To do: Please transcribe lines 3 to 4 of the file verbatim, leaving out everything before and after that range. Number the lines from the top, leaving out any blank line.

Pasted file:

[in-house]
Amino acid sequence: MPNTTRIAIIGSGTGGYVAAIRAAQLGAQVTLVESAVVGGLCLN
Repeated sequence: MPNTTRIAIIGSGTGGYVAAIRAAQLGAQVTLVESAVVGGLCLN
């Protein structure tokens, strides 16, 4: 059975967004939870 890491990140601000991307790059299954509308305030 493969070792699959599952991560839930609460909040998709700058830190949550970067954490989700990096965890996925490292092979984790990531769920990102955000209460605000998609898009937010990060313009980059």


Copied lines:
Repeated sequence: MPNTTRIAIIGSGTGGYVAAIRAAQLGAQVTLVESAVVGGLCLN
């Protein structure tokens, strides 16, 4: 059975967004939870 890491990140601000991307790059299954509308305030 493969070792699959599952991560839930609460909040998709700058830190949550970067954490989700990096965890996925490292092979984790990531769920990102955000209460605000998609898009937010990060313009980059």